A section: Let me weep my cruel fate, and let me breath freedom!
B section: Let sorrow break these chains of my sufferings, for pity's sake.
While the tune is quite simple (and why you hear so many crossover artists are doing it), the range only a 9th and a standard ABA structure, it is the rests that make it sublime. Imagine trying to sob while singing. That seems to be the point Handel was trying to make in the A section. In the B section the vocal line ascends to the 9th as if to imitate the breaking out of the octave of the A section.
If you listen to the other "crying" aria Cara sposa sung by Rinaldo you hear a different type of lament - more controlled with almost a hopefulness or wistfulness that Almirana will return in the A section then a defiance and refusal to accept that she is gone.
The plot of Rinaldo
Libretto by Giacomo Rossi, based on the story of Rinaldo and Armida from Tasso's Gerusalemme Liberata
ClassicalTV program notes detail:
Composed in just two weeks and premiered at the theatre in the Haymarket on 24thFebruary 1711, Rinaldo - Handel's first opera for London - was a triumph. The title role was penned for the great castrato Nicolini, who had recently arrived in England, and Handel aimed to test his range to the full. The piece includes some of his most perfect melodies, including the tender 'Cara sposa' and the bravura 'Venti, turbini'.
The original production was, by all accounts, spectacular in the tradition of the English masque. "Rinaldo is filled with Thunder and Lightning, Illuminations and Fireworks," wrote The Spectator of the day. David Alden's production for the Bavarian State Opera, designed by Paul Steinberg and Buki Shiff, took up the gauntlet thrown down by Handel with the razzle-dazzle of his London coup and this creative team succeeded magnificently in inventing a similarly explosive staging. There are myriad arresting images and special effects.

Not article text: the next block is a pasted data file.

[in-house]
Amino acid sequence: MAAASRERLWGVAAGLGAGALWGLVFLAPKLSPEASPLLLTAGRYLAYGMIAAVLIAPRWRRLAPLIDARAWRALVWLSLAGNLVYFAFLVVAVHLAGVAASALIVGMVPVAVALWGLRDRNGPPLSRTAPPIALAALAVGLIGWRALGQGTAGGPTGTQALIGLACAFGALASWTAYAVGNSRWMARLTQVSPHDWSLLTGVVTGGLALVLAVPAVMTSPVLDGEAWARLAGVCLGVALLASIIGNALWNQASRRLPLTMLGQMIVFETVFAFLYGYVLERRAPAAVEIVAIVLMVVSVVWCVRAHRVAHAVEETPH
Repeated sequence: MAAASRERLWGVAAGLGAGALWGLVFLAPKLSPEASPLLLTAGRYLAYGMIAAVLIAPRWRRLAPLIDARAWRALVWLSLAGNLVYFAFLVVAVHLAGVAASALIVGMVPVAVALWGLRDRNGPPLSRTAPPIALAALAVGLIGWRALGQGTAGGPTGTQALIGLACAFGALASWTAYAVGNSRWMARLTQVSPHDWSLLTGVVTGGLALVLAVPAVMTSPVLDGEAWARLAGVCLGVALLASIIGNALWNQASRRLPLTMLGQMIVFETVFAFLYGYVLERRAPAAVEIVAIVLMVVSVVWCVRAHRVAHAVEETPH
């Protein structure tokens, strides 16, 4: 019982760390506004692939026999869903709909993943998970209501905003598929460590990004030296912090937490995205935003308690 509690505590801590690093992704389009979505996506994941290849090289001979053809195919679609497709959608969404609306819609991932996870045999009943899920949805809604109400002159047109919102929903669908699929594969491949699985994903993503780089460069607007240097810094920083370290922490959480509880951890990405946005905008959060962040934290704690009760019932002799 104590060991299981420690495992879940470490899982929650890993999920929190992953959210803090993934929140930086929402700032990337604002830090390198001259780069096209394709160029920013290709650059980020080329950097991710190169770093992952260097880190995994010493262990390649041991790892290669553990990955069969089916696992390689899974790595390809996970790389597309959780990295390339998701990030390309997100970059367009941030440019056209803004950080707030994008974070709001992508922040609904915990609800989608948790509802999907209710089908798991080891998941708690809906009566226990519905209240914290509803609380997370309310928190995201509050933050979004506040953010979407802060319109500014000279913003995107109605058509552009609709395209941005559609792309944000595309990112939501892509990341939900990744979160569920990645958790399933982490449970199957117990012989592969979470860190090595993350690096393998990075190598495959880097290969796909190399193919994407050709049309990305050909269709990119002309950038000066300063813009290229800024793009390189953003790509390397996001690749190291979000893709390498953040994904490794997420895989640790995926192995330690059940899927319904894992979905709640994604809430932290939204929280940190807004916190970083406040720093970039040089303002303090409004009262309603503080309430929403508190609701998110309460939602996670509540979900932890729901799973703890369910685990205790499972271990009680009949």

Because Handel falls into the category of "early music" there can be some discussion on how one sings this aria. I have linked two very different voices singing. Canadian soprano and early music singer Suzie LeBlanc and American soprano Renee Fleming. Two sopranos, two very different sounds and very different ornaments! (please note that they are both appear to be singing at A=415 in original key of F+)
Watch Act I of Rinaldo on ClassicalTV
Get a synopsis from the Academy of Ancient Music
Read what Wikipedia has to say
Aria Database on Lascia ch'io pianga
Buy the aria from Sheet Music Plus